Dark, the first novel from Laurier Brantford student Lisa Gurney, is described by the author as supernatural fiction with a murder mystery thrown in.

With vampires and werewolves and a sort of dystopian future, it definitely has the supernatural part down. The murder mystery, on the other hand, isn’t that much of a mystery; we’re presented with one account of events at the very beginning, and this plotline is more or less ignored until the final climactic scene.

Instead, what Dark delivers is action. Lots of action. The first few chapters are full of fight scenes and hints of other fights scenes both past and future. This makes it a little surprising when the two battles that are teased throughout the novel never come to fruition, but the quick action at the beginning is enough to suck some readers in.

The plotline is simple enough that it can be followed easily: Dark is a vampire hunter, who has lived a nomadic life ever since his parents were killed when he was five years old. In his late teens when we meet him, Dark travels the world with his sister, fighting vampires and werewolves along the way. He discovers that an enormous bounty has been put on his head, and he must try to find out who is behind it and why – all the while fighting off different groups trying to earn the reward.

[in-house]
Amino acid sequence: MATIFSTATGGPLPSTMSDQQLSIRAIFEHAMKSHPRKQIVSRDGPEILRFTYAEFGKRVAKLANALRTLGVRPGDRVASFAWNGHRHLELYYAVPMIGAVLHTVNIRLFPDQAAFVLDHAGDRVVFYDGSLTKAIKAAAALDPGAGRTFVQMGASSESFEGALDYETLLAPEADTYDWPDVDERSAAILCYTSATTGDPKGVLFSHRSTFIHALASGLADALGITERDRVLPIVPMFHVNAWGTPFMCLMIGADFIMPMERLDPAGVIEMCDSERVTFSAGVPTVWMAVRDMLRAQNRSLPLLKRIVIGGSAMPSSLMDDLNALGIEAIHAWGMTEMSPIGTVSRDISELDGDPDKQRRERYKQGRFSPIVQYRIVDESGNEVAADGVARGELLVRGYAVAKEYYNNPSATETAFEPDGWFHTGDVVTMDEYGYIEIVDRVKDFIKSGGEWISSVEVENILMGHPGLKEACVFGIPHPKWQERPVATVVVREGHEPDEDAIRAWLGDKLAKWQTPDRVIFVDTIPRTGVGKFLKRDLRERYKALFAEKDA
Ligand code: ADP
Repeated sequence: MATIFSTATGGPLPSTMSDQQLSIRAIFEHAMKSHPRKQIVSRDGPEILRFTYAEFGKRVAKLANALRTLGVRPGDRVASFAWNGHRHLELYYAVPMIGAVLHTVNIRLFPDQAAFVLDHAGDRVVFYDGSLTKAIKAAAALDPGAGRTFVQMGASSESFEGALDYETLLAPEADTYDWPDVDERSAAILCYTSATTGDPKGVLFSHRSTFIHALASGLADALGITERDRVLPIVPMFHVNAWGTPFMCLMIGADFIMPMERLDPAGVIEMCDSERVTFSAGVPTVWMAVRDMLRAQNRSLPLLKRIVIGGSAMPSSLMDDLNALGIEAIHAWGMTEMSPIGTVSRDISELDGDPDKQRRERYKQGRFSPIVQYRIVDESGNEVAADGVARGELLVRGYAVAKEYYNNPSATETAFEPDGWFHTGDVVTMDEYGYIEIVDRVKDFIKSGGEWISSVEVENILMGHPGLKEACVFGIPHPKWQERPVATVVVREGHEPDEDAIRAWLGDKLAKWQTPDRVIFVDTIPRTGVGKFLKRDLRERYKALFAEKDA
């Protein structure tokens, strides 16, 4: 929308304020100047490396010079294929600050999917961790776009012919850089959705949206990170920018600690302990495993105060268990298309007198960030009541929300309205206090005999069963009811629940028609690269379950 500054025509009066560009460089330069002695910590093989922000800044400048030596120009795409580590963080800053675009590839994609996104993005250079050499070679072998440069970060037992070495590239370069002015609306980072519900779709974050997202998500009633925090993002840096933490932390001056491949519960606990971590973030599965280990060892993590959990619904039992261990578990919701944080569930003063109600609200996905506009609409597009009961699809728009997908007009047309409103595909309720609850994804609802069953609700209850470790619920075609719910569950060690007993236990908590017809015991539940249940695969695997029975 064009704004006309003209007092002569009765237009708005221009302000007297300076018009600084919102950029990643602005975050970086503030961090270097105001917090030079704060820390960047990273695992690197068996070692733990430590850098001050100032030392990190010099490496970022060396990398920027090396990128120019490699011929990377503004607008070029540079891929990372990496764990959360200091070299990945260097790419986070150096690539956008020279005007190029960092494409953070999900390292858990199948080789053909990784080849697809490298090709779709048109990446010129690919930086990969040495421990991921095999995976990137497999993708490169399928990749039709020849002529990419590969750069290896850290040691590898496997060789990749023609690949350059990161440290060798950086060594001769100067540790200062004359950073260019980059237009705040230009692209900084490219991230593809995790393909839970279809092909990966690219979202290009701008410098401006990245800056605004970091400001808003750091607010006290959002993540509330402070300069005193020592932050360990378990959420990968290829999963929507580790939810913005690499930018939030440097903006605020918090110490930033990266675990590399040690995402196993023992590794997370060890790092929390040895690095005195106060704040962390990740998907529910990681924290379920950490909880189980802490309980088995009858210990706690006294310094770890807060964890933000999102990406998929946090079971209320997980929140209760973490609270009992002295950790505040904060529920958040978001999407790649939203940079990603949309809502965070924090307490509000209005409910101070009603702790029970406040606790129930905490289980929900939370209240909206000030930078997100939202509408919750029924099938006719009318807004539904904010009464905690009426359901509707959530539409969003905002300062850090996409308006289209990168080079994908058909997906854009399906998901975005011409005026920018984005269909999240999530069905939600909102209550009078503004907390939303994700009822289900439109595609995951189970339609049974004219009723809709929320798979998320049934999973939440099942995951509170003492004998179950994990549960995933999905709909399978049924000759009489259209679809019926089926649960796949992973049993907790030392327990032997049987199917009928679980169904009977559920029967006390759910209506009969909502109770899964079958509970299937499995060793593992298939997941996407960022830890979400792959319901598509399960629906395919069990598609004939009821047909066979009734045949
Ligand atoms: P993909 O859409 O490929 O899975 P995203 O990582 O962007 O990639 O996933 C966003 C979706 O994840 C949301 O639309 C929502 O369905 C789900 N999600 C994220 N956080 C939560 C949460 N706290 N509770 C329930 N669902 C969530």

Of course, nothing is exactly as it seems, and Dark finds himself in the middle of what even he, familiar with a world of all sorts of fantastic creatures, only knows of as legends. Accompanied by everybody from a curiously loyal werewolf to one of the men hired to kill him, Dark navigates this world with determination.

Characters themselves are one of the strong points of the book – Gurney doesn’t introduce characters needlessly; everybody serves some sort of purpose. The bizarre names – Narveria, Jachin, and others – make it nearly impossible to forget which character is which, and who has done what.

The book is not without its downsides. The plot moves at too linear of a pace – characters and subplots being introduced out of nowhere, resolved, then dropped. In this sense, it would almost work better as a series of short stories. More attention should have been paid to copy-editing; at least six instances of ‘passed’ being used instead of the correct ‘past’ were particularly jarring. We’re not given any particular reason to care about any of the characters. The dialogue feels very clunky at times, especially when Gurney uses words like “fight” and “mortal” over and over again, steadfastly refusing to bring in any synonyms.

Dark is not a book that will make you think. It is not a book you will recommend to everybody within earshot. It is not a book that will leave you waiting in breathless anticipation for the sequel. It is, however, a supernatural thriller, and a great book to take with you on bus journeys and to class – something you can pick up and put down without worrying that you’ll forget what’s going on.